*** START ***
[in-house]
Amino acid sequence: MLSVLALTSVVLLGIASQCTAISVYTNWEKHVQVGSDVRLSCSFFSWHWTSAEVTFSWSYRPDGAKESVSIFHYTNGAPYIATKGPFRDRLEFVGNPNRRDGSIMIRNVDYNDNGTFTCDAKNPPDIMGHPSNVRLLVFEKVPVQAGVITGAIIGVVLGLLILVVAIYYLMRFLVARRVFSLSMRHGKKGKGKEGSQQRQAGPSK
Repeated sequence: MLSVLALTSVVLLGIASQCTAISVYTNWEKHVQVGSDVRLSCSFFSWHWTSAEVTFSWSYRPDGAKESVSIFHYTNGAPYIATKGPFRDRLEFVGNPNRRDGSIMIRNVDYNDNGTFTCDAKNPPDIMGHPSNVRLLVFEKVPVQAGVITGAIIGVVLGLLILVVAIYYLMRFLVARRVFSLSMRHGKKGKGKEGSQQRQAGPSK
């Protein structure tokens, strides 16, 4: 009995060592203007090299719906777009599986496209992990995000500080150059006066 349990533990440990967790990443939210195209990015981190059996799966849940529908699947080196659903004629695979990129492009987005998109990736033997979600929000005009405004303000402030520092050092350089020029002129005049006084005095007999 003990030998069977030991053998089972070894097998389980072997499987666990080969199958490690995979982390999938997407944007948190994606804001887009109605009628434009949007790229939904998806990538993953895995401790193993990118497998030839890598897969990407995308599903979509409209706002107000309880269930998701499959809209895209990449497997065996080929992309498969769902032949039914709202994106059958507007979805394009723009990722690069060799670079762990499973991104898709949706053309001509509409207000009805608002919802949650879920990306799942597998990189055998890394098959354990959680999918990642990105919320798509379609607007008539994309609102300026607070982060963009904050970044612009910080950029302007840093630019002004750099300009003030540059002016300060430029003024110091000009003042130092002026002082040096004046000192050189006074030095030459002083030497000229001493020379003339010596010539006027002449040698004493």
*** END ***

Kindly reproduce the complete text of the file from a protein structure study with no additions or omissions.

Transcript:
[in-house]
Amino acid sequence: MLSVLALTSVVLLGIASQCTAISVYTNWEKHVQVGSDVRLSCSFFSWHWTSAEVTFSWSYRPDGAKESVSIFHYTNGAPYIATKGPFRDRLEFVGNPNRRDGSIMIRNVDYNDNGTFTCDAKNPPDIMGHPSNVRLLVFEKVPVQAGVITGAIIGVVLGLLILVVAIYYLMRFLVARRVFSLSMRHGKKGKGKEGSQQRQAGPSK
Repeated sequence: MLSVLALTSVVLLGIASQCTAISVYTNWEKHVQVGSDVRLSCSFFSWHWTSAEVTFSWSYRPDGAKESVSIFHYTNGAPYIATKGPFRDRLEFVGNPNRRDGSIMIRNVDYNDNGTFTCDAKNPPDIMGHPSNVRLLVFEKVPVQAGVITGAIIGVVLGLLILVVAIYYLMRFLVARRVFSLSMRHGKKGKGKEGSQQRQAGPSK
């Protein structure tokens, strides 16, 4: 009995060592203007090299719906777009599986496209992990995000500080150059006066 349990533990440990967790990443939210195209990015981190059996799966849940529908699947080196659903004629695979990129492009987005998109990736033997979600929000005009405004303000402030520092050092350089020029002129005049006084005095007999 003990030998069977030991053998089972070894097998389980072997499987666990080969199958490690995979982390999938997407944007948190994606804001887009109605009628434009949007790229939904998806990538993953895995401790193993990118497998030839890598897969990407995308599903979509409209706002107000309880269930998701499959809209895209990449497997065996080929992309498969769902032949039914709202994106059958507007979805394009723009990722690069060799670079762990499973991104898709949706053309001509509409207000009805608002919802949650879920990306799942597998990189055998890394098959354990959680999918990642990105919320798509379609607007008539994309609102300026607070982060963009904050970044612009910080950029302007840093630019002004750099300009003030540059002016300060430029003024110091000009003042130092002026002082040096004046000192050189006074030095030459002083030497000229001493020379003339010596010539006027002449040698004493």